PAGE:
Trask, James.Private, Capt. Ebenezer Goodale's co., 
Trask, Jesse. Private, Lieut. John Trask's co., 
Trask, Jesse. Private, Capt. Samuel Merriman's (2d) co., 
Trask, Job. Corporal, Capt. William Hooper's co.
Trask, Job. Armorer, brigantine "Massachusetts," commanded by Capt. John Lambert
Trask, John, Beverly, Col. Putnam's regt
Trask, John, Beverly, marched to camp July 19, 1780, under command of Capt. Clark
Trask, John, Bridgewater. Matross, Capt. Daniel Lothrop's co.
Trask, John, Concord. Capt. Charles Miles's co.
Trask, John, New Salem.Capt. John King's (9th) co
Trask, John, New Salem.Private, Capt. Samuel Taylor's co., 
Trask, John (Jr.), New Salem. 2d Lieutenant, Capt. Jeremiah Bullard's 10th (2d New Salem) co., 6th Hampshire Co.
Trask, John  New Salem, Capt. D. Shays's co., Col. Putnam's regt
Trask, John, Princeton, Capt. Allen's co., Col. Wigglesworth's regt
Trask, John, Sudbury, Capt. Nathaniel Cudworth's co, , marched on the alarm of April 19, 1775
Trask, John, Sudbury, Capt. Thaddeus Russell's co., 
Trask, John, Natick, Capt. Joseph Morse's co., 
Trask, John.Private, Lieut. John Trask's co., Col. David Leonard's regt
Trask, John.Private, Capt. Henry Hunter's co., Col. Jones's regt
Trask, John.Private, Capt. Joseph Keith's co., Col. Cotton's regt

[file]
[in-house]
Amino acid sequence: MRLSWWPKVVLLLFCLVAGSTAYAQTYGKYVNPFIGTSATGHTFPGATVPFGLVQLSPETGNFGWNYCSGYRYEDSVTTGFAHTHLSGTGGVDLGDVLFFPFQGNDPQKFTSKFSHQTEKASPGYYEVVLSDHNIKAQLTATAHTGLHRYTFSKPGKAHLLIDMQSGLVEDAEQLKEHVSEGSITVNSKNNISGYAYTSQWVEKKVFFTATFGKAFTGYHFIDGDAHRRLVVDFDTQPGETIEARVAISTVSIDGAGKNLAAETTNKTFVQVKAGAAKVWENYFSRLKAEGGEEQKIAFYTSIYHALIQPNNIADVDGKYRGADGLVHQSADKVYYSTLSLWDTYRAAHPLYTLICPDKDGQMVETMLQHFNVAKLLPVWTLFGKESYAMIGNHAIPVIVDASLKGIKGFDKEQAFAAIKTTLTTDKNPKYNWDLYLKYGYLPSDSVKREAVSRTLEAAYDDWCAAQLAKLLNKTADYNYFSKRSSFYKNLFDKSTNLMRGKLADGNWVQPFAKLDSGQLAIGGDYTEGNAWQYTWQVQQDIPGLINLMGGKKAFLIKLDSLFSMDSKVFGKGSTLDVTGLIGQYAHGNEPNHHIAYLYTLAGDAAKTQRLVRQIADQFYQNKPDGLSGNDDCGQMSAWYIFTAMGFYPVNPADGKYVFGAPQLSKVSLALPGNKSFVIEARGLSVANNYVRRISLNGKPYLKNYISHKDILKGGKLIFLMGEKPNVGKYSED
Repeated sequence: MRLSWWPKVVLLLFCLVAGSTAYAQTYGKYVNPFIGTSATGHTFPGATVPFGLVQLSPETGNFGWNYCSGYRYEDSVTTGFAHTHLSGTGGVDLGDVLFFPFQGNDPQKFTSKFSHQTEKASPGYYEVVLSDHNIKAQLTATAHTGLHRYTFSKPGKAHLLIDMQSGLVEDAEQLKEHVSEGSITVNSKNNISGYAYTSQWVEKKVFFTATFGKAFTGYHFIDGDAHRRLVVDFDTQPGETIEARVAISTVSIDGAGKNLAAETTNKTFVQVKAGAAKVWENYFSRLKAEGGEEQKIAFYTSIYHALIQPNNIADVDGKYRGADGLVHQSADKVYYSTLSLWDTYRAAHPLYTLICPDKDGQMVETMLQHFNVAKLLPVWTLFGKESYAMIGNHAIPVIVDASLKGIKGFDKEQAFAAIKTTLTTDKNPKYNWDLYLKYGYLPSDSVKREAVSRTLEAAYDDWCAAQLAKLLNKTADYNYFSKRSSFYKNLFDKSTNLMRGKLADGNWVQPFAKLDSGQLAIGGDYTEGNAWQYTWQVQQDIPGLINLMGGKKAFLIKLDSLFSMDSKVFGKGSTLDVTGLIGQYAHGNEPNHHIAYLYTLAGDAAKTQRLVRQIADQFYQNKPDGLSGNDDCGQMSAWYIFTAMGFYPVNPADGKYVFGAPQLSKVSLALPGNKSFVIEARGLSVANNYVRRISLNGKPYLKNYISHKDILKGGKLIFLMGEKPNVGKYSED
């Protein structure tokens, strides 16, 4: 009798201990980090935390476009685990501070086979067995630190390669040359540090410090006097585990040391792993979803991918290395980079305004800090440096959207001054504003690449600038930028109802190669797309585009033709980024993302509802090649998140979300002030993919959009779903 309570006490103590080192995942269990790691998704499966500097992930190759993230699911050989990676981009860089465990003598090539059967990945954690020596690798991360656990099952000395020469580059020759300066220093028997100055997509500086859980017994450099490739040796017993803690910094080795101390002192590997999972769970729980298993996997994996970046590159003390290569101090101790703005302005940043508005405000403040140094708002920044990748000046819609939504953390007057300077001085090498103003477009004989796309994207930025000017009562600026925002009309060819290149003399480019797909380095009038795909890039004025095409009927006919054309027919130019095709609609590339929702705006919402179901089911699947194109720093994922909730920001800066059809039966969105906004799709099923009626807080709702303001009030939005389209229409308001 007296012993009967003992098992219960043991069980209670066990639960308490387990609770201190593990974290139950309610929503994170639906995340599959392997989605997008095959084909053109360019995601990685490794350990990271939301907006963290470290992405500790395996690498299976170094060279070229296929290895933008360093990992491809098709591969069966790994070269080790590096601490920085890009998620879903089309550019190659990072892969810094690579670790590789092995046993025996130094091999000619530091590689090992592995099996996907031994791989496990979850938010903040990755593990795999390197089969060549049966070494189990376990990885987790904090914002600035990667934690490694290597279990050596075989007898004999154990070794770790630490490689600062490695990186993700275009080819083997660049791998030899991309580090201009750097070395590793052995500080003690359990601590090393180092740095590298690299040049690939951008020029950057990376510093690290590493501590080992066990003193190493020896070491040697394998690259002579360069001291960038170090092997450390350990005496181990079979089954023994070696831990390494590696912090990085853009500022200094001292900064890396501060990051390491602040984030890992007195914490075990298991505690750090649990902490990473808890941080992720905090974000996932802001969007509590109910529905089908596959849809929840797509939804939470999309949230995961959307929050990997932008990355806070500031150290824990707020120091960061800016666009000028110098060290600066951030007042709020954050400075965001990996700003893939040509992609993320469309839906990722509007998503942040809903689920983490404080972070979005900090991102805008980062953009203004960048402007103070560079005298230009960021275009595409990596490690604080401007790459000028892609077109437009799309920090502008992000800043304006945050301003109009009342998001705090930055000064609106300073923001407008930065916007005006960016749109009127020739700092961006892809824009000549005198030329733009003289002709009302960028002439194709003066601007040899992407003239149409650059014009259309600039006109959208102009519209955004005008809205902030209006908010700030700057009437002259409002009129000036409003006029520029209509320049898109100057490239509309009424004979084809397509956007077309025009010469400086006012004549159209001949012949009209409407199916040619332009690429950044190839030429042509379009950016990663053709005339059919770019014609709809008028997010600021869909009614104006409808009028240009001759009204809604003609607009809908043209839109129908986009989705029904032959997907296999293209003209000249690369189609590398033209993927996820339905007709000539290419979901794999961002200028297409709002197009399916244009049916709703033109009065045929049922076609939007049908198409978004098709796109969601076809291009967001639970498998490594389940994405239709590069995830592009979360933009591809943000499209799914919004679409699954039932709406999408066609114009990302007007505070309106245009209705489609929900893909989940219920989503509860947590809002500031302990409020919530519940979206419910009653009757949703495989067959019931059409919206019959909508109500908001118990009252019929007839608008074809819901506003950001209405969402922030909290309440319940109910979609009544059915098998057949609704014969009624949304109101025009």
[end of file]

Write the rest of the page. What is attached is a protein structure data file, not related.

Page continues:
Trask, John.Private, Capt. Moses Harvey's co., Col. Woodbridge's regt
Trask, John, Woburn. Descriptive list of men raised from 3d Middlesex Co. regt
Trask, John .Descriptive list of men raised in Hampshire Co
Trask, Jonathan, Danvers.Private, Capt. Caleb Low's (Danvers) co., , marched on the alarm of April 19, 1775
Trask, Jonathan, Gloucester.2d Lieutenant, Capt. Gideon Parker's co., 
Trask, Jonathan, Woburn.Private, Capt. Hugh Maxwell's co., 
Trask, Jonathan, Woburn, Capt. Pettengill's co., Col. Wesson's regt.; 
Trask, Joseph, Cambridge. Sergeant, Capt. Benjamin Lock's co., 
Trask, Joseph, Edgecomb. Capt. Israel Davis's co., Col. Wigglesworth's regt.
Trask, Joseph, Reading.list of officers and crew of the ship "Jack" (privateer), commanded by Capt. Nathan Brown,
Trask, Joseph. commissioned as commander of the schooner "Resolution"
Trask, Joshua. Boy, sloop [brigantine] "Tyrannicide," commanded by Capt. John Fisk
Trask, Joshua. Private, Capt. David Goodwin's co., Col. Cogswell's regt.
Trask, "Latier," [Retire] Beverly.
Trask, Moses, Beverly (also given Cape Ann). Capt. John Low's co., Col. John Mansfield's regt